Working with colleagues at the University of Tasmania's Menzies Institute for Medical Research, she is trying to disentangle the role that genes play in the development of three eye diseases, in particular – glaucoma, keratoconus and diabetic retinopathy.
Associate Professor Burdon and collaborators from Flinders University last year published research in Nature Genetics in which they identified the gene variations that play a part in the development of primary open angle glaucoma – a type of glaucoma which causes rapid blindness.
Glaucoma is the progressive loss of vision, starting with peripheral vision, caused by damage to the optic nerve.
"The research for this paper compared the genomes of 1155 people with severe glaucoma to several thousand people without glaucoma at 7.5 million sites on the genome. We discovered that genetic variation near three genes – AFAP1, ABCA1 and GMDS – increases the risk of severe glaucoma," Associate Professor Burdon said. "We have found variation in these genes, but as yet we don't know the mechanism causing the disease, so we are looking to see if those variants can be associated with some other clinical measure – for example, the rate of vision loss or the eye pressure."
If we can say these patients are at high risk … we can treat their eye pressure early and aggressively and prevent their blindness
The project is now based at Flinders University but originated at Menzies in the 1990s, when Professor David Mackey started the Glaucoma Inheritance Study in Tasmania. This database of several thousand related people with glaucoma was the cornerstone of the Nature Genetics paper, although it was significantly built upon in the next decade with the addition of hundreds more unrelated participants from throughout Australia.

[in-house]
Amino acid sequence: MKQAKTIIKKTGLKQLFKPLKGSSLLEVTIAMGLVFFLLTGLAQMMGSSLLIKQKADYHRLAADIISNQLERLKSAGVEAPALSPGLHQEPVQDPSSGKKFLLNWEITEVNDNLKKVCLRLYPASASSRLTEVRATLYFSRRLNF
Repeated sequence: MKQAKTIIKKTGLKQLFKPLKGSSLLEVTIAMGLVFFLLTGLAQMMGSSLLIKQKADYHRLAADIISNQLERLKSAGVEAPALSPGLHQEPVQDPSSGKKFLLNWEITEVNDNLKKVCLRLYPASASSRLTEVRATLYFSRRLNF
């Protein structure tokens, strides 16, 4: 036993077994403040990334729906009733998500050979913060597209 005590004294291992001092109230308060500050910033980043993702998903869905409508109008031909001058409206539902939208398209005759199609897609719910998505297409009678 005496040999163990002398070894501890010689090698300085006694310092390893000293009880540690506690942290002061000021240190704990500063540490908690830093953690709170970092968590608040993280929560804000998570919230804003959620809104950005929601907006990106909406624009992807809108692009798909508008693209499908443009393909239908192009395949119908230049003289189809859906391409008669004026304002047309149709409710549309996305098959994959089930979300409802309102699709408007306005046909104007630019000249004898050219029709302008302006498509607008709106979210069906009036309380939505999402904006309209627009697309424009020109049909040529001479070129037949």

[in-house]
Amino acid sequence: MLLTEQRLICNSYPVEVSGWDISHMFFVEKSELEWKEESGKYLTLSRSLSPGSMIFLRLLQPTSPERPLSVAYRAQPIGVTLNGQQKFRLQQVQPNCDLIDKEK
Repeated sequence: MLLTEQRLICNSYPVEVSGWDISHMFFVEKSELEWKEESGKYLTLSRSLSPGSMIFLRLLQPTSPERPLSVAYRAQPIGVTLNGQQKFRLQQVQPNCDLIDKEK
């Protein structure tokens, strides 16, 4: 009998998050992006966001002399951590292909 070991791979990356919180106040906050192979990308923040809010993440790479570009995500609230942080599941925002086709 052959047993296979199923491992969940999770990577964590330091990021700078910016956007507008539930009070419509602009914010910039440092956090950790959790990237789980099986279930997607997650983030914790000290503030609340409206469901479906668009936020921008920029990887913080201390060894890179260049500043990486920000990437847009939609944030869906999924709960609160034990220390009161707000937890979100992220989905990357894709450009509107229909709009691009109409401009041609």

Glaucoma is preventable if discovered early and treated aggressively. Associate Professor Burdon and Menzies colleague Dr Alex Hewitt are recruiting for a study of patients who don't yet have glaucoma but who have eye irregularities which may lead to it.
Knowing which gene variations to test for will allow practitioners to more accurately balance risk, decreasing the amount of unnecessary preventative treatment that may have side effects and freeing up practitioners to work on people who are more likely to develop the illness.
"It's never going to be perfect based on the genetics, but if we can say these patients are at high risk because of their genes, and they have some early symptoms, then we can treat their eye pressure early and aggressively and prevent their blindness," Associate Professor Burdon said. "Patients at low genetic risk, whose symptoms are not progressing, can be monitored less intensively."
She said we were still five to 10 years from having a comprehensive genetic picture to help guide the prevention of glaucoma but specialists are bringing genetic testing into management of eye disease.
"We are seeing a rapid response in those people," she said. "If they are not treated they go blind really quickly, and once that happens there's nothing we can do. If we can get in early before vision is lost, we can prevent vision loss in a large proportion of cases."
Associate Professor Burdon's research is funded by the National Health and Medical Research Council and Glaucoma Australia (through the Ophthalmic Research Institute of Australia).
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